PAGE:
About 5 minutes later, the trail came to what looked like a small farm (sorry no photo). The trail ended but we noticed some grasses tromped down creating a small path. We cut through that path
and in a couple minutes came to a road. We decided it would be wise to stop taking paths and just follow the road the rest of the way up. We took a right and walked up the road.
Almost immediately we saw a sign for Casa del Arbol, and felt relieved.
We followed the road up for what seemed like a long time. Each time we came to a bend in the road we expected Casa del Arbol was around the corner. Over and over again we were disappointed.
Finally, after about 30 minutes climbing up the road, we noticed signs on the right pointing to Casa del Arbol.
Casa del Arbol
No more climbing!
Never mind; the trail climbed steeply for two or three more minutes but finally we saw the gate to Casa del Arbol.
We paid a $1 entrance fee and walked into the complex surrouned by amazing views of the mountains and valley.
The main attraction of Casa del Arbol is what I like to call The Swing of Death. It’s a tree swing that swings out over a precipice.
On our climb, we discussed The Swing of Death. Brandon decided he was going to brave it. I decided to pass. No thank you. I don’t care what any of you think. You were not even there.
We walked up to the swing and asked where we buy tickets. The guy working just pointed Brandon onto the swing. Wait, for only a dollar you not only get into the complex but also get onto the swing? What a deal!
Brandon climbed onto the swing and the guy pushed Brandon out over the cliff. I wasn’t on the swing and I felt nervous. And it just wasn’t one swing; he pushed Brandon over and over again.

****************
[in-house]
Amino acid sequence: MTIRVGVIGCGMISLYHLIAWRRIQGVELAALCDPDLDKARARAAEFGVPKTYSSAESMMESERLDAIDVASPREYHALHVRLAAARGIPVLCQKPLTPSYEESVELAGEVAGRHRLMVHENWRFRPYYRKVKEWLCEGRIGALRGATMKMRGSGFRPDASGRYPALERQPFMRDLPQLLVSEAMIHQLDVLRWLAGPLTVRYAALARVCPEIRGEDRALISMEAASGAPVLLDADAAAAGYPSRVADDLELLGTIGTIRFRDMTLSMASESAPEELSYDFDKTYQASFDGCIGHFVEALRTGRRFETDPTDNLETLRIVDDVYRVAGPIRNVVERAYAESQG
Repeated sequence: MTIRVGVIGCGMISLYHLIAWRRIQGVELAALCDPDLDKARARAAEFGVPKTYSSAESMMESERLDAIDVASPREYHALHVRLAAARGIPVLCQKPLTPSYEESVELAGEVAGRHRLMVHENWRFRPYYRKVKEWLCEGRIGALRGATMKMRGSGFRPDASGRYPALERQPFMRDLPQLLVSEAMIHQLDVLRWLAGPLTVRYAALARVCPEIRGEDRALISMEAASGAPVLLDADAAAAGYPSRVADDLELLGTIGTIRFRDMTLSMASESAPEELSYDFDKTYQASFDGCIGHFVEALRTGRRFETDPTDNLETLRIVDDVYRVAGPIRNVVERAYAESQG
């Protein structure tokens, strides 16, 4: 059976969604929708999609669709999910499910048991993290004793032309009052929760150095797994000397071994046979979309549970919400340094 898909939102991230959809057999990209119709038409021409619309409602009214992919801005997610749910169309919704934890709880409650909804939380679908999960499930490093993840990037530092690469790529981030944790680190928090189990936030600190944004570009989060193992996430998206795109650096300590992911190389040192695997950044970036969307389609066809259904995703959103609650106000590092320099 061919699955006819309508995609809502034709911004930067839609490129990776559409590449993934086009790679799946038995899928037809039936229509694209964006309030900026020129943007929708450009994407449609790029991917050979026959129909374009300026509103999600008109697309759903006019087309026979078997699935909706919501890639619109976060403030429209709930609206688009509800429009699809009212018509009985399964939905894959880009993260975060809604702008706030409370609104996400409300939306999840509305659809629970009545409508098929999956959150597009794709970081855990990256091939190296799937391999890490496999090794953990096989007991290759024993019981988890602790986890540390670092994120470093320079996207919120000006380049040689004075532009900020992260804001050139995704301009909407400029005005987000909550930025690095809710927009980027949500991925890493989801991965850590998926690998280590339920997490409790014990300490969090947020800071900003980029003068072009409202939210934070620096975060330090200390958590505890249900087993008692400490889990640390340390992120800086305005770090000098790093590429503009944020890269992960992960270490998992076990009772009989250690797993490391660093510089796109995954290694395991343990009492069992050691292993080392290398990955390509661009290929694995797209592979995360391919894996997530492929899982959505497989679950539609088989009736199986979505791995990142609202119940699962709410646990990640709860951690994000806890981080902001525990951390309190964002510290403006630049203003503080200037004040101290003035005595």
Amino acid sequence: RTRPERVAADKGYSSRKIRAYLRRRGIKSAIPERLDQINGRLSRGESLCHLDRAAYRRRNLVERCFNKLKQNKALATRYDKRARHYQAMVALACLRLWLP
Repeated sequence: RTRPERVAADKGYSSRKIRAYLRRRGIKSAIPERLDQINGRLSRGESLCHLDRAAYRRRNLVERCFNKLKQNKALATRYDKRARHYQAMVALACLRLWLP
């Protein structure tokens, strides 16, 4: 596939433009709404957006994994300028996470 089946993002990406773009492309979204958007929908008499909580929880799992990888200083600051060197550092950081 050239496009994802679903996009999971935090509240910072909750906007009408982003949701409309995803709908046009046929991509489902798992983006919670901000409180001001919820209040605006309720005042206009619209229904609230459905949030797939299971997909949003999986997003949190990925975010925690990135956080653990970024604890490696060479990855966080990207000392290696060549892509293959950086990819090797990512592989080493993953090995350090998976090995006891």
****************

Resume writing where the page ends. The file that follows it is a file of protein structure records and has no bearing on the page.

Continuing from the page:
After Brandon, a big macho guy got on the swing. I wanted to see how he handled it, and on each pass, I looked closely at his face. His eyes were huge, and he was not smiling. In fact, I would say it was a look of fear.
The big macho guy looked scared. Why would I ever get on that thing?
Macho guy got off and worker guy pointed to me.
What?! Me? Are you crazy?
I just stood there.
I don’t know what possesed me but I got on the swing.
The crazy worker pushed me out over the precipice. I admit that a swear word came out, but thankfully it started with a “c” and not with “f”.
Believe it or not, after that first rush of adrenaline, I actually started to get more comfortable. I’m glad I did it. It’s an experience I will never forget, and I didn’t soil my shorts.
There is more to Casa del Arbol
After that I was hooked. What else was there to do? There was a small zipline. Count me in.
Another ride on the swing. Count me in.
Tipping upside down on the swing. Count me in.
What possessed me? I don’t know. But each time we step out of our comfort zone, we amaze ourselves, and our self-confidence grows.
The fun was finally over. It was probably the best $1 I ever spent on a vacation. After taking almost three hours to hike up, we decided we did not want to walk back down, so, for $1 we took the bus for a 35 minute journey back to Baños.
Bus from Baños to Casa del Arbol
If you don’t want to hike all the way up, for $1 you can catch a bus from the corner of Rocofuerte and Pastaza.
Next Day: Day 5 – Amazon Jungle Tour, First Day
Previous Day: Day 3 – Bike Ride from Baños to Puyo, Ecuador